Forest green, deep and oniony, chefs love a good green oil, and ramp leaf oil is probably the best I’ve ever had. It's a great way to preserve ramp greens. Most of the time, green oil can be a thoughtless garnish, or lazy drizzle on top of a soup—a little color—nothing more.
But with a little care, green oil is not only an impressive finish to a plate, especially soup, but it can have great flavor too, especially if it’s made with onion things.
For years I instructed cooks to make green oil with mundane things like blanched parsley or chives, and although they look pretty, they don’t taste like much. Blanching is good for locking in color, sure, but it also robs the ingredient of some of its flavor.
Blanching isn’t the only way to impart heat to things though, and blender can do the same thing after a little time, so that’s what I do here, and it’s the secret to having a green oil that both tastes and looks impressive.
Ramp leaves make one of the best, but any green onion my thing like chives, green garlic, or onion tops will be good too.
When the oil has flavor, all kinds of different possibilities open up, now, not only is the oil beautiful, but you can use it in dishes as a seasoning too. Here’s a few examples.
- Anywhere you'd like oniony rampy flavor
- Use as a salad dressing, just toss the greens with oil, a dash of lemon or vinegar, salt and pepper
- Mix with lemon juice or vinegar and chopped herbs like tarragon or basil for a quick, light vinaigrette
- Mix into mayonnaise for an earthy, ramp kick
One of my personal favorites is mixing with reduced, warm cream, salt, pepper, and grated lemon zest, and drizzling over vegetables
- Drizzle on soups, especially orange, white, or green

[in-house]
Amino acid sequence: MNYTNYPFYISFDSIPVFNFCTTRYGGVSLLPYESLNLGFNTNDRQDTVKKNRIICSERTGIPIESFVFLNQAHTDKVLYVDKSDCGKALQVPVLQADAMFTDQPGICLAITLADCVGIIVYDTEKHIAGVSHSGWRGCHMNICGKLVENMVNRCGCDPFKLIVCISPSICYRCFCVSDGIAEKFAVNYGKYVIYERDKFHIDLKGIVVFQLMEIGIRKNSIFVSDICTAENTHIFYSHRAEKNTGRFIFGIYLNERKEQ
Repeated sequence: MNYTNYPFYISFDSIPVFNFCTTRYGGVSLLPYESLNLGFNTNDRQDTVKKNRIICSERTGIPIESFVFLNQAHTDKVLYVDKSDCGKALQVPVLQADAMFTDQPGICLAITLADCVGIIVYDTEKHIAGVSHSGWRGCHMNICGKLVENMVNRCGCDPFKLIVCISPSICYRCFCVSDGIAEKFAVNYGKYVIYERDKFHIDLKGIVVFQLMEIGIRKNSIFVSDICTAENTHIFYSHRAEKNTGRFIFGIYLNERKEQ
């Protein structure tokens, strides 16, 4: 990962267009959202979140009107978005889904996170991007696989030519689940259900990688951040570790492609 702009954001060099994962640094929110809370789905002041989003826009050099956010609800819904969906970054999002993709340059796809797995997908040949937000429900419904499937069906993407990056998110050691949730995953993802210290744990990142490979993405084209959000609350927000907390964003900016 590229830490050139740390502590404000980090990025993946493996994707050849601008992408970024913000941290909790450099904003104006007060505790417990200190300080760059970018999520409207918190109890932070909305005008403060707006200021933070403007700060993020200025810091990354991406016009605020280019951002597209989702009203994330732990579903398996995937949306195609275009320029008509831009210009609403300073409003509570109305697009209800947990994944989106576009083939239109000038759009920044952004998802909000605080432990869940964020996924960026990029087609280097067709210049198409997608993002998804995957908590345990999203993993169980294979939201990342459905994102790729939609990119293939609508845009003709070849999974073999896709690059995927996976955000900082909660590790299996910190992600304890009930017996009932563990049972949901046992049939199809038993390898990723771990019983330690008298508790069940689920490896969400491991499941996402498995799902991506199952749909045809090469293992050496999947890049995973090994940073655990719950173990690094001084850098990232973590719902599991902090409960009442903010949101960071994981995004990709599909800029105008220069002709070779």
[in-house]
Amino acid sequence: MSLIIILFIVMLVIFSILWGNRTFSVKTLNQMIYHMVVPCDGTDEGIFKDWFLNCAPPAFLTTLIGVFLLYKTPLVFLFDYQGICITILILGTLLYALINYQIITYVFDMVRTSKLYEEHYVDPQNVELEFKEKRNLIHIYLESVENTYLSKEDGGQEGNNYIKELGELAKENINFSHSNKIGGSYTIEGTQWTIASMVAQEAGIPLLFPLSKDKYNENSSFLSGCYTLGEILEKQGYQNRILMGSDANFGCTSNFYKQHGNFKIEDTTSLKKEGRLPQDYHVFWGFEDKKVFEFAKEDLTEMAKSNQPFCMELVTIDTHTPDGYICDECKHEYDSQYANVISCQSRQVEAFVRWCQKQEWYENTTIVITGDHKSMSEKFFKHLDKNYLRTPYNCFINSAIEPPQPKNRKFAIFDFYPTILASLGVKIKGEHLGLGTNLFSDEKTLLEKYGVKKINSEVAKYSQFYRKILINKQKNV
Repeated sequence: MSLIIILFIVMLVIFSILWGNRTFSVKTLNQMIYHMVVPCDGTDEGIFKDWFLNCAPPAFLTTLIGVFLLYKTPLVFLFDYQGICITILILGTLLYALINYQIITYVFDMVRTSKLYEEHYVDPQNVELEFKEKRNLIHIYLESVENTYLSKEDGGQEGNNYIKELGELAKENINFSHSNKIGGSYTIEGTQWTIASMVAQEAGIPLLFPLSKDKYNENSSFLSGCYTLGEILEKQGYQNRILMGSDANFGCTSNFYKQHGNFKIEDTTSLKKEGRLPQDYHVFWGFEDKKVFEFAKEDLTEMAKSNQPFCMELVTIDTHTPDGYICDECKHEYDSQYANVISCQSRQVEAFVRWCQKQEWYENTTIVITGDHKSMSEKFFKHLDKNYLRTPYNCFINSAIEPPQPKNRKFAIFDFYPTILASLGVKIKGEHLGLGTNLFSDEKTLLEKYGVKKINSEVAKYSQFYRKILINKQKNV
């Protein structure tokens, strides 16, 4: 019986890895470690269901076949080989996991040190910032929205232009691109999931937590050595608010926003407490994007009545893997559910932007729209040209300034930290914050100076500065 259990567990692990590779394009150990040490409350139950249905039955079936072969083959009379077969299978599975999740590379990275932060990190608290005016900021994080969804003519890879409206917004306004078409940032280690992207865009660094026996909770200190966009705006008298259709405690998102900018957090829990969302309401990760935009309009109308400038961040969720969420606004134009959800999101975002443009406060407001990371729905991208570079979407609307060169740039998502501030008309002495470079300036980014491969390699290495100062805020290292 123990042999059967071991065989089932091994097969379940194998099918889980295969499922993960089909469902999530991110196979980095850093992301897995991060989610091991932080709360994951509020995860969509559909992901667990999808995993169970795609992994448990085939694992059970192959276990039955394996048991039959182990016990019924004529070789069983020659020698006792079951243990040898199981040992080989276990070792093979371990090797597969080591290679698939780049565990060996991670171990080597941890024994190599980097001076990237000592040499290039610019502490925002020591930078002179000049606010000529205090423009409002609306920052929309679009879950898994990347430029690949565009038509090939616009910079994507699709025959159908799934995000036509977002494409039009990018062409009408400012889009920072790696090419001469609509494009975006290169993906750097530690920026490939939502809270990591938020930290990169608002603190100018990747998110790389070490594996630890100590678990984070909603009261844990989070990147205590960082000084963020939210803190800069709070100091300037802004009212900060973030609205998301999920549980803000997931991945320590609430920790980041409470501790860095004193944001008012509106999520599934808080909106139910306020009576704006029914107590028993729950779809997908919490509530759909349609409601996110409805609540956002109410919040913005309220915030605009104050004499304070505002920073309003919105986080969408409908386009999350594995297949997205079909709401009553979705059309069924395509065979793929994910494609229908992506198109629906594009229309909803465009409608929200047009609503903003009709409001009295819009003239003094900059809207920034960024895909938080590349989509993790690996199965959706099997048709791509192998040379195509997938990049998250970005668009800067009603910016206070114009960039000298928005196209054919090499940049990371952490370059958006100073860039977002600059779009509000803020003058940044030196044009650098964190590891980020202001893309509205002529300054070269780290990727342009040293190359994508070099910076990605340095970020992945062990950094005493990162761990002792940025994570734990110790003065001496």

- Any dish with orange in it will benefit (see photo)
Since this is something I usually keep around for awhile, it *must* be refrigerated. Under refrigeration it's fine, and will last for up to a month, but do not let it sit out for weeks on end at room temperature, since there may be small particles of ramp leaves and water under the oil.
Without refrigeration, it can invite anaerobic bacteria. Don't let that scare you--just don't be careless--chefs make this all the time.
Ramp Leaf or Onion Top Oil
- A good blender
- 1 Fine Strainer
- 6 oz about 3 cups green wild onion or ramp tops, chopped
- 1 ¼ cups mild tasting oil like grapeseed, sunflower, etc
- ½ teaspoon kosher salt
- Combine all ingredients in a blender (preferably a vitamix) and puree on high for 60 seconds.
- Immediately pour the oil into a metal bowl sitting in another metal bowl filled with ice or cold water to chill it. Stir to reduce the heat, then cover and allow to chill overnight.
- The next day, strain the oil through cheesecloth, allowing it to drain naturally, and resisting the urge to press or squeeze out any oil, as water particles will pass through and give you a cloudy oil.
- Sometimes I allow it to drain overnight in the fridge if I have space, as you would yogurt or cheese. Store the finished oil in the fridge for up to a month.